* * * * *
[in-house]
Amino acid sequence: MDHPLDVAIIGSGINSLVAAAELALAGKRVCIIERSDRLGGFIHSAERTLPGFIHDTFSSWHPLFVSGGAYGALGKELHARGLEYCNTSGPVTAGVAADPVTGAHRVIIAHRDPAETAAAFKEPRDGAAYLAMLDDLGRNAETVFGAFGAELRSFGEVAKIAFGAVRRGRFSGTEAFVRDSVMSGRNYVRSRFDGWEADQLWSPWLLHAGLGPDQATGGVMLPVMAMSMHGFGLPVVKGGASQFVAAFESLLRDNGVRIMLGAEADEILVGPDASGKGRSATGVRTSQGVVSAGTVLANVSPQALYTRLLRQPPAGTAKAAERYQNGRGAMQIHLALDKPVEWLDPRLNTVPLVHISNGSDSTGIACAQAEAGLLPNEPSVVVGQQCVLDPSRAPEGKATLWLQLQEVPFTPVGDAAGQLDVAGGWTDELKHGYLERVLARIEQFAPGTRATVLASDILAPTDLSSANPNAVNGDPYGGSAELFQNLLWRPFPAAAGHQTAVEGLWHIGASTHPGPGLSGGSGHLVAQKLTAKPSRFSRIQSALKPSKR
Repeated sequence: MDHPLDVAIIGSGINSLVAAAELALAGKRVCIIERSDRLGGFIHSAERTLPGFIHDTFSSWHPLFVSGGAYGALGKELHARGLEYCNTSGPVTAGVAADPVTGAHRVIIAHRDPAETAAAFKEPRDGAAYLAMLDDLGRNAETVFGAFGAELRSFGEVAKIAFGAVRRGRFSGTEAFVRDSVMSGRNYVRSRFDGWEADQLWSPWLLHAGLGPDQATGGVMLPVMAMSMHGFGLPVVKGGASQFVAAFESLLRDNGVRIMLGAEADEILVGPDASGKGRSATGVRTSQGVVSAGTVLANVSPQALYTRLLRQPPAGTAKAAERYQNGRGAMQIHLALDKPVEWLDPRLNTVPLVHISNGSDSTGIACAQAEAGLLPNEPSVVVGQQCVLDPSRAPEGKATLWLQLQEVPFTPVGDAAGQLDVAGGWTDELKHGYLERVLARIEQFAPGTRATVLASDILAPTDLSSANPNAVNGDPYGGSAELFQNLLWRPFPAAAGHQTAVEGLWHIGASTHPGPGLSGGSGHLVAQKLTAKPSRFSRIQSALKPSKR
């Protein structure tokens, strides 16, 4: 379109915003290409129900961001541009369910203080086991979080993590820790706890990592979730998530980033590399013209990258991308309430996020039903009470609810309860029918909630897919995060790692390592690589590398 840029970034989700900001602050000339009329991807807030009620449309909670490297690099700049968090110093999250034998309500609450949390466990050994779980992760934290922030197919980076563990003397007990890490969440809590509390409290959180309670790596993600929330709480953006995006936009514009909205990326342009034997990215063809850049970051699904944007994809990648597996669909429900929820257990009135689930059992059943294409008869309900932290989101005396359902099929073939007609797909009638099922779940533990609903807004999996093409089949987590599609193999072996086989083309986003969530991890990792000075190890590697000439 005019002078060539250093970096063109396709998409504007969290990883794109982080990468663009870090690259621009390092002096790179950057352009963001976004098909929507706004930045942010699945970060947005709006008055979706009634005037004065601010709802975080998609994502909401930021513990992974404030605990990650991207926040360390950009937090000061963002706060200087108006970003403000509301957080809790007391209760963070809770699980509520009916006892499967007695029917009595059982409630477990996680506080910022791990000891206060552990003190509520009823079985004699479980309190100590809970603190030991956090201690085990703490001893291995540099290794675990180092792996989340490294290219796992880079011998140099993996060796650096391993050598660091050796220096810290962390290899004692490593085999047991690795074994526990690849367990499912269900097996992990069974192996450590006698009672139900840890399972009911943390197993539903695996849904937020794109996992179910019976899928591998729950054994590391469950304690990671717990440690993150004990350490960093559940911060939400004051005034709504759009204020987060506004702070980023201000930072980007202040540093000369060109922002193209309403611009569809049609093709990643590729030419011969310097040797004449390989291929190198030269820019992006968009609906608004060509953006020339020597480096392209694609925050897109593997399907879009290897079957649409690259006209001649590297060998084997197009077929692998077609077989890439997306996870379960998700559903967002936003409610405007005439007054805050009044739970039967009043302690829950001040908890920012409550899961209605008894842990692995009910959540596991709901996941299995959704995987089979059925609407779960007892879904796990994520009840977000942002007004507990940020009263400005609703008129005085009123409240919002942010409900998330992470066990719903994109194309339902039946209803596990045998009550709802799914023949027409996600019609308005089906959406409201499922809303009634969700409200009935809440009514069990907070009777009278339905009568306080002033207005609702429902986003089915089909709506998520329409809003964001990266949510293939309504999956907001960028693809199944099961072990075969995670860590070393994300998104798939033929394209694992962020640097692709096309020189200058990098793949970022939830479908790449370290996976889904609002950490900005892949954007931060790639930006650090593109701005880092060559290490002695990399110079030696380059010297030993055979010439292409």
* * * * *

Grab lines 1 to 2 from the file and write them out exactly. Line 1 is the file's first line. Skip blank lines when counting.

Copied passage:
[in-house]
Amino acid sequence: MDHPLDVAIIGSGINSLVAAAELALAGKRVCIIERSDRLGGFIHSAERTLPGFIHDTFSSWHPLFVSGGAYGALGKELHARGLEYCNTSGPVTAGVAADPVTGAHRVIIAHRDPAETAAAFKEPRDGAAYLAMLDDLGRNAETVFGAFGAELRSFGEVAKIAFGAVRRGRFSGTEAFVRDSVMSGRNYVRSRFDGWEADQLWSPWLLHAGLGPDQATGGVMLPVMAMSMHGFGLPVVKGGASQFVAAFESLLRDNGVRIMLGAEADEILVGPDASGKGRSATGVRTSQGVVSAGTVLANVSPQALYTRLLRQPPAGTAKAAERYQNGRGAMQIHLALDKPVEWLDPRLNTVPLVHISNGSDSTGIACAQAEAGLLPNEPSVVVGQQCVLDPSRAPEGKATLWLQLQEVPFTPVGDAAGQLDVAGGWTDELKHGYLERVLARIEQFAPGTRATVLASDILAPTDLSSANPNAVNGDPYGGSAELFQNLLWRPFPAAAGHQTAVEGLWHIGASTHPGPGLSGGSGHLVAQKLTAKPSRFSRIQSALKPSKR